Today, some really “lucky” Greeks are insured and have a daily wage of 51 euros, adding up to 1,193 euros a month. But the majority, the less fortunate – yet still fortunate enough to have a job – need to make do with 400 euros a month. It is a conundrum that requires a good deal of math. This month you’ll pay the water bill but not the electricity, you’ll limit your purchases to the bare essentials and you’ll adapt your diet to your budget. What’s left after that? A constant knot in your stomach that you have to learn to put up with. You won’t faint in the street, but each day will be a struggle. You will die a little bit inside, but this is not a measurable reaction and the indices don’t care. Neither does the government, whose slogan when it was in the opposition was that there are real people behind the data. Now the only number it cares to talk about is the shrinking unemployment rate.[..]

The line that defines normal is constantly being shifted and with it the definition of poverty.

Read more …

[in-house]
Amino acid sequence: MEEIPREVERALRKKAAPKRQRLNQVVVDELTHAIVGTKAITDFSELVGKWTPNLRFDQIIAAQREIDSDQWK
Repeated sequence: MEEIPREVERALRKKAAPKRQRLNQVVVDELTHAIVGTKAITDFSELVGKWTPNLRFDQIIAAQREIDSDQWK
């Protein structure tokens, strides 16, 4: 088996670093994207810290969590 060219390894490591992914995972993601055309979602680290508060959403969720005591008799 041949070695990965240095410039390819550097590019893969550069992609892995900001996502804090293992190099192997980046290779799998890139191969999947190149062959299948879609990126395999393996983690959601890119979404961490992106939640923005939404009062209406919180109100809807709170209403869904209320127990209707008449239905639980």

Erdogan was in Greece the past week and tried to stir up as much shit as he could. Refugees remain his main weapon.

Erdogan, Tsipras Strike Secret Deal On Refugees (K.)

As pressure due to overcrowding continues to build at reception centers for migrants on the islands of the eastern Aegean, Turkish President Recep Tayyip Erdogan accepted a request by Prime Minister Alexis Tsipras that Turkey take back migrants from the Greek mainland as well as the islands, Kathimerini understands. During a joint press conference with Erdogan on Thursday, Tsipras declared that “new measures have been agreed for cooperation in the context of the European Union-Turkey agreement,” referring to a deal signed between Ankara and Brussels in March 2016 to curb human trafficking across the Aegean. Tsipras’s comments spurred much speculation about what those measures might be. It appears that they would involve triggering the return of migrants to Turkey, a process that has largely halted as new arrivals often lodge applications for asylum, a lengthy process.